Life & Culture

Captivating Portraits of People Living Off the Grid

Michael Joseph’s photographs capture a community of Travellers who roam the United States by hopping freight trains and hitchhiking

  • TextMiss Rosen

One day back in 2011, Michael Joseph was on his way to old Las Vegas when a young hitchhiker caught his eye. “There are some people you look at and you know there is a story there. I jumped out of the cab and left my friends behind,” Joseph says on the phone from his Boston home.

Over the next 20 minutes, a few photographs were taken. Joseph gave him money for his travels and went about his day. It wasn’t until he went home and looked at the photographs that everything fell into place. The subject of Travellers, young men and woman who live off the grid, roaming the United States by hopping freight trains and hitchhiking captivated Joseph.

Joseph began a journey that would take him across the United States, creating portraits of the people he encountered who have since become an extended family. Collected as Lost and Found, a selection of 27 black and white photographs from the series will open at Daniel Cooney Fine Art in New York on February 28, giving us a rare view of a community of Travellers who make the world their home. Here, Joseph shares his remarkable voyage into this distinctly American underground.

“I met a guy in Las Vegas. I didn’t know his name. We spent 20 minutes together by the side of a road. I took portraits, shook his hand, gave him money, and went home. I kept his portrait in a portfolio on my phone that I’d show people I met while travelling.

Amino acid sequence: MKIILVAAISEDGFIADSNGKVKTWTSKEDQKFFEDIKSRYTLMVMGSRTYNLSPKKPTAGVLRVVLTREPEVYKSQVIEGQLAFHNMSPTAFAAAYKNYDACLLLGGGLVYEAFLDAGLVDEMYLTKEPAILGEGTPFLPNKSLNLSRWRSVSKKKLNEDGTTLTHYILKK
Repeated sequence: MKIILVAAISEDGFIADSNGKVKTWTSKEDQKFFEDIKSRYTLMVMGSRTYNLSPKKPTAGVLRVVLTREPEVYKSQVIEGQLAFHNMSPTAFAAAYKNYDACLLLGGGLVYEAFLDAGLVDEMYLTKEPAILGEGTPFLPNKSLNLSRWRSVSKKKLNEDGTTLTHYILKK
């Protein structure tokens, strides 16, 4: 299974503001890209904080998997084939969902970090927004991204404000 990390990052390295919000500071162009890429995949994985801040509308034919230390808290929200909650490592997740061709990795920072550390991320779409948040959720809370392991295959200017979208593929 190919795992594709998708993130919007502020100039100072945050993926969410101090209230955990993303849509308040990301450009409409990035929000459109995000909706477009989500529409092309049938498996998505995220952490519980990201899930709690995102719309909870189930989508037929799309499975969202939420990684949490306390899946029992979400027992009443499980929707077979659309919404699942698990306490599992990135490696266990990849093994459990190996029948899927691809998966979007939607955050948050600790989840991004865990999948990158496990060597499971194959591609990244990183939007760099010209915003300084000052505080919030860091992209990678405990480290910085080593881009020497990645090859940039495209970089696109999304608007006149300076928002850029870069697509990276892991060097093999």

“I was in New Orleans shooting artists, psychics, and jazz players. One evening, when the sun was going down and I met a guy who said, ‘Take my portrait.’ He had a big backpack, and they stacked them on top of one another and allowed me to climb on top of it because he was much taller. Who does that?

“I showed him the portfolio and he said, ‘Oh I know that guy. His name is Knuckles. Look at his hands. He has ‘knuckles’ tattooed across his knuckles.’ He told me about the lifestyle these kids are living. I began to recognise them on the street: they’re anywhere from 14 to 40, and they form an intricate network outside society’s norms. They all know each other. They won’t stay in an area too long but they do get transient jobs like washing dishes, working at carnivals or on farms.

“The story with Knuckles continues in Chicago. I was on the subway headed back to the airport, and they made us get off because they were doing track work. I hauled my luggage down the stairs. When I got to the street and saw two Travellers. I didn’t have my good camera on me but I went up to them anyway. The guy turned around and there he was. I told him who I was.

“He said, ‘I remember you. I always wonder what happened to you and to that picture.’ I showed it to him, we exchanged information, he signed a release, we took a photo together, and I made a portrait of him using a Rangefinder.

“Three months later I was in Times Square doing regular street photography, and I saw three kids with their packs. They told me Knuckles was in Union Square. When I got there, Knuckles gave me a big hug. There were 15 kids gathered because it was summer time and they were passing through. I spent the weekend with him. From then on I remained connected with these kids. They’ve become extended family of my own.”

Michael Joseph: Lost and Found is on view at Daniel Cooney Fine Art in New York through April 13, 2019